Repair permanately degraded RAID


I have a Dell PowerEdge T310 that has a RAID1 with a status of permanately degraded.  The server does boot, and I have replaced the drive with a new one that is the same model number, but it still says permanately degraded.  There are no options to rebuild in the BIOS...Am I missing something?  I've repaired RAID's with a status of degraded, but have never seen "permanately degraded"
Sean RhudyPresidentAsked:
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Did Dell tech support give you instructions on the best way to fix this?

I would think that you would have to replace one drive - let the array rebuild - then replace the other drive. You might have to force the RAID controller to rebuild if it thinks the other disk is bad too.

What is the model of your RAID controller?

You can take a backup Image of the RAID 1 drive that you think has a bad sector (the one that is still up and running) but you will need to use imaging software that can do a "sector by sector copy ignoring bad sectors". I'd use Active@ Disk Image for this (make sure it can see your RAID setup OK first). Then setup your 2 new disks in RAID 1 and copy the image back, then run chkdsk /r.

Make sure you backup all the data on the server before doing anything!

It might not be possible to recover from a RAID 1 with 2 bad disks you might have to rebuild the server.
What is the interface on the drives?

Have you tried looking at the drive with a non-RAID controller do see if it is readable?
Sean RhudyPresidentAuthor Commented:
There SATA, but why would I need the bad drive in a RAiD 1?  Why can't I just rebuild with a new drive.
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Take a backup - if you havent already!
What is the model of the RAID controller in this server?

Looking at this info
Permanently degraded means that there are problems with both disks in the RAID 1 or that the RAID controller doesnt recognize or cant use the replacement disk for some reason?

Remove the replacement drive
Check it is the same model, speed & size as the old one
Check it has the same firmware as the other drive in the RAID 1
Run a quick disk wipe (using a disk tool like Killdisk) on it to make sure there is no existing RAID config or anything on the replacement drive that would stop the PERC from rebuilding the RAID 1 using this drive.
If the new drive is completely "blank" the PERC should start rebuilding the array automatically.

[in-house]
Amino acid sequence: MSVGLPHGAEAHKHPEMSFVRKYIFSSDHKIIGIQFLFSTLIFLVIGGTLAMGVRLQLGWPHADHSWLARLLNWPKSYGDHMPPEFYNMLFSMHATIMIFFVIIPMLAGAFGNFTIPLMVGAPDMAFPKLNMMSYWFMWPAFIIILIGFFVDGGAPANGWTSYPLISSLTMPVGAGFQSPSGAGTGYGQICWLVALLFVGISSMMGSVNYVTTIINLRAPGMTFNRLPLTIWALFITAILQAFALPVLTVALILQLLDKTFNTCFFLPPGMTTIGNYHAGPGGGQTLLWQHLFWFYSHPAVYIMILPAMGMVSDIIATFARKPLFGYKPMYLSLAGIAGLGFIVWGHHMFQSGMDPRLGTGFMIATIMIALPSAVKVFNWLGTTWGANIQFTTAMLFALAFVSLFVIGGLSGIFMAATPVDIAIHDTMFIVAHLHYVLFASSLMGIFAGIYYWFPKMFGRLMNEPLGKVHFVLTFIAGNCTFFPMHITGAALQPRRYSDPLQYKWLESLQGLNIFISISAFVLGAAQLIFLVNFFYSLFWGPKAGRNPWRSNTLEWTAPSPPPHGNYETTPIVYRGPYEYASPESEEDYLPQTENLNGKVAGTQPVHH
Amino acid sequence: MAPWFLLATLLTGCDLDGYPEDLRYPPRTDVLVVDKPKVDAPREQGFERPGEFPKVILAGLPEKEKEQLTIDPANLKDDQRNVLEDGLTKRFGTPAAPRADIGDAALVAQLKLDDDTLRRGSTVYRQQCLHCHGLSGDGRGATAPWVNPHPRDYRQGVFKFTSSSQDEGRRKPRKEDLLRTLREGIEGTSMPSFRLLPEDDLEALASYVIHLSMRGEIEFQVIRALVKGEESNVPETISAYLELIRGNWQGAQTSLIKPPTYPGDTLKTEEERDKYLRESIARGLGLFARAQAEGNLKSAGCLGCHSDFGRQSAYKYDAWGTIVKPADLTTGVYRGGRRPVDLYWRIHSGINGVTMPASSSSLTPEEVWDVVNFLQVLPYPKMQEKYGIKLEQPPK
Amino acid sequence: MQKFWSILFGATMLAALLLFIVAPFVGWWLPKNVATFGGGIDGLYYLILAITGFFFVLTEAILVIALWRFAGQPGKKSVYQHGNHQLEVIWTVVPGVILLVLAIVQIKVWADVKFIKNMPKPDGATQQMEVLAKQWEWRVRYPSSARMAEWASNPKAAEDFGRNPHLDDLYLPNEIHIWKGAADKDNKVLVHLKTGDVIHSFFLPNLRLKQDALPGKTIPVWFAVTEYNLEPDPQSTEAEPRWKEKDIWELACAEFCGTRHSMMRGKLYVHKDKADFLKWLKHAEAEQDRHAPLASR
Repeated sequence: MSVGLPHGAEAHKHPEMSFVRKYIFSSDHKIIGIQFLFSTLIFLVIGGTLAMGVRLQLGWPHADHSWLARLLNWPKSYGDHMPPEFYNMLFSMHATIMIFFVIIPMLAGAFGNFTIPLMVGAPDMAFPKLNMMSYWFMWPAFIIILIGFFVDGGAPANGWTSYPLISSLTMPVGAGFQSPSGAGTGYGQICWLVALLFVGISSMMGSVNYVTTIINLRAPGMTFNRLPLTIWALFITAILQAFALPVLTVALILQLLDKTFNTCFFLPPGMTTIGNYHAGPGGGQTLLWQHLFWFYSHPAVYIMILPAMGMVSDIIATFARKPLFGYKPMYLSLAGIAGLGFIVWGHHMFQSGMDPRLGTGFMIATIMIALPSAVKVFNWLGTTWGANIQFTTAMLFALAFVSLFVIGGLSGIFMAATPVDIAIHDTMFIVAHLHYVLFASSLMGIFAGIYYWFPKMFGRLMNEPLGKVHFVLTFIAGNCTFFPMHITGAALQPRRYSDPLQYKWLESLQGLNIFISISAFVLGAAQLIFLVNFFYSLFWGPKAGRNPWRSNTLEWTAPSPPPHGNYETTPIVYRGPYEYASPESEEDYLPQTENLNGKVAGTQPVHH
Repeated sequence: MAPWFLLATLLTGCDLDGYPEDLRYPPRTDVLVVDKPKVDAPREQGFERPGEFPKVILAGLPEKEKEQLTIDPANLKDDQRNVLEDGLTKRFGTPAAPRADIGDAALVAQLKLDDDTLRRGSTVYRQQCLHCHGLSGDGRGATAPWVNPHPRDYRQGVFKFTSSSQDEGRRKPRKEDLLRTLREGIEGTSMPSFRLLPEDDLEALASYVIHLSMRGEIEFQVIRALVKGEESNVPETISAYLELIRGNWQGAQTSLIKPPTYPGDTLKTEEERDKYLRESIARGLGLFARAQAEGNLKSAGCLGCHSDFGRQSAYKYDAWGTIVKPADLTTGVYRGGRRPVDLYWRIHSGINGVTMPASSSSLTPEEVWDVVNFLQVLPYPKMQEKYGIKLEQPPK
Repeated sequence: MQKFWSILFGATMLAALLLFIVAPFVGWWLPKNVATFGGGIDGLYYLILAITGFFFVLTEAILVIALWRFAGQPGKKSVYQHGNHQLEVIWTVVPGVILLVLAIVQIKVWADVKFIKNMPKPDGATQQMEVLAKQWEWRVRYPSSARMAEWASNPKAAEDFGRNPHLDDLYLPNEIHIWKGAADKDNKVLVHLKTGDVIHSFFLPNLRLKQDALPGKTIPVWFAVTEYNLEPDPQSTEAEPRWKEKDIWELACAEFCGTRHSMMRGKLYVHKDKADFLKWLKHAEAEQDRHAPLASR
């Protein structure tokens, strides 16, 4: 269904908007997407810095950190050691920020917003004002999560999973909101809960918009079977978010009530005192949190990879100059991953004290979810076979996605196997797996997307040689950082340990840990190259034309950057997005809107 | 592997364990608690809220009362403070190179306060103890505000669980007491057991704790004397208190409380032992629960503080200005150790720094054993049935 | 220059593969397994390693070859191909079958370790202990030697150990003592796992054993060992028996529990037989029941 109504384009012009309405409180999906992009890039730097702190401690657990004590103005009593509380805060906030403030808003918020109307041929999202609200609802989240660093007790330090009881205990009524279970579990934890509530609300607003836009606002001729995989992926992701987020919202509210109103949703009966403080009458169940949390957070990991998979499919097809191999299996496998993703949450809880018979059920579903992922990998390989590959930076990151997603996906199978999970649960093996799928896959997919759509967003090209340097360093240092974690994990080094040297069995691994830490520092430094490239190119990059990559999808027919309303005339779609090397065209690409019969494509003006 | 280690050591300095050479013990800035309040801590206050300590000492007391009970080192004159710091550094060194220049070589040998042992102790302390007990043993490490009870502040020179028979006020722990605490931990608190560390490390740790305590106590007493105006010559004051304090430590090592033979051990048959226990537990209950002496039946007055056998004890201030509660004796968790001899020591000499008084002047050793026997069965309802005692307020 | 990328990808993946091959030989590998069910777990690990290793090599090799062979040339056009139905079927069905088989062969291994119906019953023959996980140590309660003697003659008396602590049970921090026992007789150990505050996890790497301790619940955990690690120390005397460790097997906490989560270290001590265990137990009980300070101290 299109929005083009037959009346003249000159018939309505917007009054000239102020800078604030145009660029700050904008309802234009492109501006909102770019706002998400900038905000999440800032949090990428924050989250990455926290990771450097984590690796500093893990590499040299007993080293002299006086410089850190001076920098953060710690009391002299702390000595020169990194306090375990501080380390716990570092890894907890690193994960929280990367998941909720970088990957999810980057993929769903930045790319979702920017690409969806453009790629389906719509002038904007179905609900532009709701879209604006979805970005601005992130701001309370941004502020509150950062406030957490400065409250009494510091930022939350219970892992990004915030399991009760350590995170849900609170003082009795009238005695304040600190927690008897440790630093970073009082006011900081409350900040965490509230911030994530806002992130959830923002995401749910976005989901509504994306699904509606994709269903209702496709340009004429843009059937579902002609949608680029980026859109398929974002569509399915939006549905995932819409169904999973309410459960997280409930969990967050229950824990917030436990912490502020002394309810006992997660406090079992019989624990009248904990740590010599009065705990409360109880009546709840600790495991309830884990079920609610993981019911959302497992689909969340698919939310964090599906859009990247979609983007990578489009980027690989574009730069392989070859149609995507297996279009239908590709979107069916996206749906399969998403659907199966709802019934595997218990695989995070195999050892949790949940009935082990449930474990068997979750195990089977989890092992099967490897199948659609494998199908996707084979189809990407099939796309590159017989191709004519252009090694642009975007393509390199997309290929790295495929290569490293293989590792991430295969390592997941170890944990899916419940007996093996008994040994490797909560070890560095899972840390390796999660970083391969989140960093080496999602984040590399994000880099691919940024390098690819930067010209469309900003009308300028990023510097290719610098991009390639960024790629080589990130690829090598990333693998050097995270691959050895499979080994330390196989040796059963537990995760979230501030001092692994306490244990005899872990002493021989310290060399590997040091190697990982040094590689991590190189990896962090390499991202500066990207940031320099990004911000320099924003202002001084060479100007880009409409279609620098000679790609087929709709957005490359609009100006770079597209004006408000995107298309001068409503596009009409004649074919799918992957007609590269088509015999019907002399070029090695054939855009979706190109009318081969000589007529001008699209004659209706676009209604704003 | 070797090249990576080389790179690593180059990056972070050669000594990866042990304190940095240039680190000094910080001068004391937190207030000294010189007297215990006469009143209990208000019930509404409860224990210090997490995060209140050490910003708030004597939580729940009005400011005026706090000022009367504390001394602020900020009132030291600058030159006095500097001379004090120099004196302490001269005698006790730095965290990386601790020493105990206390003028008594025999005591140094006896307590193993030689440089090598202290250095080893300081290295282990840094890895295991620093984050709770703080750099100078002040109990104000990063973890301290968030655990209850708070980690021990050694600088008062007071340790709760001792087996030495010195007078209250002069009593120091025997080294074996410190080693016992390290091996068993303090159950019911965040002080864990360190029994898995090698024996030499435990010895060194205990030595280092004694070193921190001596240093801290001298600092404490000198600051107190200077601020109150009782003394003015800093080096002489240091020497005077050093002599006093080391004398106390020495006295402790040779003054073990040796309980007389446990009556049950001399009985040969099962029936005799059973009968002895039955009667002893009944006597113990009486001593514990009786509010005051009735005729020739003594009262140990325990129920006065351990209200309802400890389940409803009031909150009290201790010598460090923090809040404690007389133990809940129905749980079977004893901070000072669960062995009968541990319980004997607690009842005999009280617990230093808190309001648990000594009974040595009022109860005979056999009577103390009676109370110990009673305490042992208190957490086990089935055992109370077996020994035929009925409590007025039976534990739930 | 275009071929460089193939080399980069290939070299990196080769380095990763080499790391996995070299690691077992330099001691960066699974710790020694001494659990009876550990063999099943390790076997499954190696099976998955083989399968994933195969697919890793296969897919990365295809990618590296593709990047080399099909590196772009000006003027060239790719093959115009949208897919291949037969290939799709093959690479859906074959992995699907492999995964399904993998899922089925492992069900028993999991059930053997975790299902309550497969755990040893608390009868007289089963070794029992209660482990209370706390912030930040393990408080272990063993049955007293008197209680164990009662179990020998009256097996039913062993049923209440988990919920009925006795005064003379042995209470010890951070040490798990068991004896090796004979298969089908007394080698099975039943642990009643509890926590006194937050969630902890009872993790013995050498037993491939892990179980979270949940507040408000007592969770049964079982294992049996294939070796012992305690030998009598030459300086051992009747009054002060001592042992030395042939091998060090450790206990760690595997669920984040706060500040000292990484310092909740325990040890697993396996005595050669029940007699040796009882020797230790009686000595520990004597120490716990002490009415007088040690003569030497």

I would use the boot RAID config utility [CTRL] + [R] for replacing the drive. The instructions may vary depending on the model of PERC you are using.
Please post the PERC model and we can go from there.
If the replacement drive has existing RAID config on it you will have to use the "Clear foreign config" option in the RAID config utility before the drive can be used to rebuild your RAID 1.
(Be careful to select the right drive!)

Otherwise the PERC looks at the drive and sees some other RAID config and wont overwrite that RAID config because it doesn't know if you want to keep it or not - kind of a safety measure!

Removing the drive and running a quick wipe on it is another way to make sure the drive is completely "blank"
Sean RhudyPresidentAuthor Commented:
I will try wiping the disk, but it is a brand new OEM drive.  I found that the drive is not the exact same model, but it is the same make and very similiar.  Although it's not recommended, I thought you could use dissimiliar drives in a raid 1 config.
What's the drive models?

Had a major issue with Samsung RAID drives.

Although they were on the list of approved drives,there was a slight variation in one of the model numbers that would cause it not to be detected occasionally by the controller.

Worked fine as a standalone,but when mixed with the others,would not post in the RAID BIOS correctly.
You can use dissimilar drives but its not recommended.
Ideally you want the size, speed, model and firmware to be the same as the other drive in the RAID 1
What is the model of the RAID controller you are using?
Are there any firmware updates for the RAID controller?

If the server is under support and you got the replacement drive from Dell then they should provide you with tech support to get this sorted.
Sean RhudyPresidentAuthor Commented:
Dell is sending 2 new drives because they said there are bad blocks on both drives.  What's the easiest way to do this, can I create an image of the working drive (even though it has bad blocks) and image one of the new drives?
Depending upon software,you should be able to make image,but if there is a bad block where a program resides it might be corrupted.
Sean RhudyPresidentAuthor Commented:
Dell sent me 2 replacement drives.  I am imaging the working drive to a replacement and will build a new array.
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